Acute Kidney Injury

Rapid Renal Injury Detection

Multiplex Detection of Acute Kidney Injury from a Single Sample

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    Simultaneous and quantitative detection of multiple kidney function markers from a single patient sample for complete patient profiling
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    Identify early stage renal impairment and ensure earlier intervention. Widely used in drug-related renal clinical trials
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    Unique combination of analytes ensures better sensitivity and accuracy compared to traditional serum creatinine measurement
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    The Randox AKI array measures four qualified FDA urine markers from one sample
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    Multiplex testing better captures reduced renal function, as each biomarker reflects different mechanisms that result in similar injury outputs
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    Utilising patented Biochip Technology, the Randox AKI array is currently available on the Evidence Investigator

Acute kidney injury (AKI) is currently diagnosed using serum creatinine as recommended by the KDIGO guidelines.  Serum creatinine however, has poor sensitivity and specificity for AKI lagging behind both renal injury and recovery.  There is an immediate need for  more sensitive biomarkers to enables earlier identification of AKI, monitor drug toxicity and identify  patients at an increased risk of CKD, end-stage renal disease or long-term kidney dialysis.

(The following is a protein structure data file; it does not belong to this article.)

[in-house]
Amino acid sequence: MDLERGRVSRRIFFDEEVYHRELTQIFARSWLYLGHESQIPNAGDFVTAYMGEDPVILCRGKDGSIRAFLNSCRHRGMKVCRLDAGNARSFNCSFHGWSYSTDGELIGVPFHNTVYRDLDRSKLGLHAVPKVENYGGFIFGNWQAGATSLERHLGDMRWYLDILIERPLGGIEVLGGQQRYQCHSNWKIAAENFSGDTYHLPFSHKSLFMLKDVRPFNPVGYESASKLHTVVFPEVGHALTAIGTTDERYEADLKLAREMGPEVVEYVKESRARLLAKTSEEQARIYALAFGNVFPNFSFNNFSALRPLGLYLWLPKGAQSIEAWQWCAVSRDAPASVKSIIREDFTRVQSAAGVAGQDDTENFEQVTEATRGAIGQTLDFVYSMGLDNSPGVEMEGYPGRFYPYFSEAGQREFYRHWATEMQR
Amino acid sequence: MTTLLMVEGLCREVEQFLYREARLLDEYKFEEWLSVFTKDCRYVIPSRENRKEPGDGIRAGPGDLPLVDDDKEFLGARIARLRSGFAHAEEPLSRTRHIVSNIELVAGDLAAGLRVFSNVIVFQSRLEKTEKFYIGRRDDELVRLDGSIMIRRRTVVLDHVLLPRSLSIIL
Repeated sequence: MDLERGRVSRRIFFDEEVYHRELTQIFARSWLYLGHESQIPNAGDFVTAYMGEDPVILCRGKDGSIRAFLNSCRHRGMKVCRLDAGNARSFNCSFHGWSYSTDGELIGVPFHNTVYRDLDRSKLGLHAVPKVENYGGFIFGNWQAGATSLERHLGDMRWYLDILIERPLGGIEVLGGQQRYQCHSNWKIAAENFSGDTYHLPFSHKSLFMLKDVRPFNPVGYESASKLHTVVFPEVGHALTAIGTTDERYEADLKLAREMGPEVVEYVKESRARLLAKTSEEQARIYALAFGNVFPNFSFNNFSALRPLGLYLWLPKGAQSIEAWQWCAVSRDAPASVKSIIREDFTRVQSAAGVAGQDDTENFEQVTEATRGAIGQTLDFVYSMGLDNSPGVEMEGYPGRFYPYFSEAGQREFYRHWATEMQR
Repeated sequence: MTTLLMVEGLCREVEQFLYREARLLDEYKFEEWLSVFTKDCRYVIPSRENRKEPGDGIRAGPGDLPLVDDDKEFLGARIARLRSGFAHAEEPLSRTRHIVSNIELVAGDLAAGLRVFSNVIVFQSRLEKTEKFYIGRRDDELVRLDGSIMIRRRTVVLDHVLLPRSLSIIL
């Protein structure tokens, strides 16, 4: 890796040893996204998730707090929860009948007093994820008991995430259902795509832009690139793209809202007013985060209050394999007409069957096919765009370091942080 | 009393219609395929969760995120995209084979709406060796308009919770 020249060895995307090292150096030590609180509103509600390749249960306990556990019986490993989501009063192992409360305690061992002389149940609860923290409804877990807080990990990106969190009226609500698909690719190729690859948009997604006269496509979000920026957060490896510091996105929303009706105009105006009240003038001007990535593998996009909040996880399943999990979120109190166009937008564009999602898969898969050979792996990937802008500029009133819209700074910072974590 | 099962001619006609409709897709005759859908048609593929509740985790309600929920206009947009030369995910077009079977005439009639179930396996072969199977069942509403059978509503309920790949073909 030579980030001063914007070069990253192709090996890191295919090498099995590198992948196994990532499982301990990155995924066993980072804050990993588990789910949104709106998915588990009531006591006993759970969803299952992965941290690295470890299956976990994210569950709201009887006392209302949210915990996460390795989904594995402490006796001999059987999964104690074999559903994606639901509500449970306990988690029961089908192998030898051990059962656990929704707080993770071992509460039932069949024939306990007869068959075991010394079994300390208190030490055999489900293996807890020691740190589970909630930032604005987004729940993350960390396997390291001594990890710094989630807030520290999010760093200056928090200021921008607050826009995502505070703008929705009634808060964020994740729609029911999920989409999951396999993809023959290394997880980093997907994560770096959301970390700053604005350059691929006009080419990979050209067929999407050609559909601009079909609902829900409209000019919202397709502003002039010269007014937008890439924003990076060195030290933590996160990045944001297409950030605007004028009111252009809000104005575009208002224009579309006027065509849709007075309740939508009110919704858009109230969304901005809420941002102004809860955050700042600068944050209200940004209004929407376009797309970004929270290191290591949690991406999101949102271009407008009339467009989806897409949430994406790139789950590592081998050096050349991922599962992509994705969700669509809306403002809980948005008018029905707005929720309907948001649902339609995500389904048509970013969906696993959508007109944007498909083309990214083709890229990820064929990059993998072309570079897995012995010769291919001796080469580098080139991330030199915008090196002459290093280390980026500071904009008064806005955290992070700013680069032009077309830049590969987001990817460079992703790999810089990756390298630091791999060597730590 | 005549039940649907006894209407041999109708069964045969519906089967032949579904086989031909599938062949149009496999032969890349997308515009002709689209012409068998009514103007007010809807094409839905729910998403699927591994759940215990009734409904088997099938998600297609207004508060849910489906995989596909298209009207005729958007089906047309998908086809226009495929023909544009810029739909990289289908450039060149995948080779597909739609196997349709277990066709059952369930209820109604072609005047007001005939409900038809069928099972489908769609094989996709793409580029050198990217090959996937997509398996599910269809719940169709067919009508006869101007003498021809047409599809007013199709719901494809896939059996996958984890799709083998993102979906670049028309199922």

The National Institute for Health and Care Excellence (NICE) has highlighted that is important that patients are assessed for AKI on admission to hospital or transfer, monitored for AKI throughout their stay and AKI is managed appropriately if it develops.

Utilising patented Biochip Technology, the Randox Acute Kidney Injury (AKI) array simultaneously tests for four novel biomarkers delivering early diagnosis and monitoring of treatment efficacy  It may also help you conduct safer and faster clinical trials.


Randox Acute Kidney Injury (AKI) Array (4-plex)

  • Lipocalin (NGAL)
  • Cystatin C
  • Clusterin
  • Kidney Injury Molecule-1 (KIM-1)

This marker is highly upregulated in kidney tubule cells following nephrotoxic injury severe enough to result in acute renal failure, acute tubular necrosis or acute tubulo-interstitial nephropathy.

Due to its small size and basic pH, Cystatin C is freely filtered by the glomerulus. It is then reabsorbed by tubular epithelial cells and subsequently metabolized. Accumulation of Cystatin C in urine is specific for tubular kidney damage and suggests reduced reabsorption at the proximal tubules as a result of toxicant-induced kidney injury.

Expression of Clusterin is upregulated following a variety of renal injuries and is detectable in urine following acute kidney injury induced by administration of nephrotoxic agents. This occurs before the profound renal transformations that give rise to changes in creatinine and BUN.

KIM-1 is a 30kDa type 1 transmembrane glycoprotein found on actvated CD4+ T cells. It is undetectable in healthy kidney tissue but is expressed at very high levels in proximal tubule epithelial cells in the kidney after toxic injury.

The Evidence Investigator

Meet the Evidence Investigator

The Randox AKI array has been developed for the Evidence Investigator, a semi-automated benchtop immunoassay analyser.

The AKI array would improve patient risk stratification whilst monitoring the effectiveness of treatments & drug toxicity by simultaneously and quantitatively detecting multiple urine biomarkers of kidney damage-related analytes from a single sample.

Evidence Investigator

Want to know more?

Contact us or visit our Investigator Webpage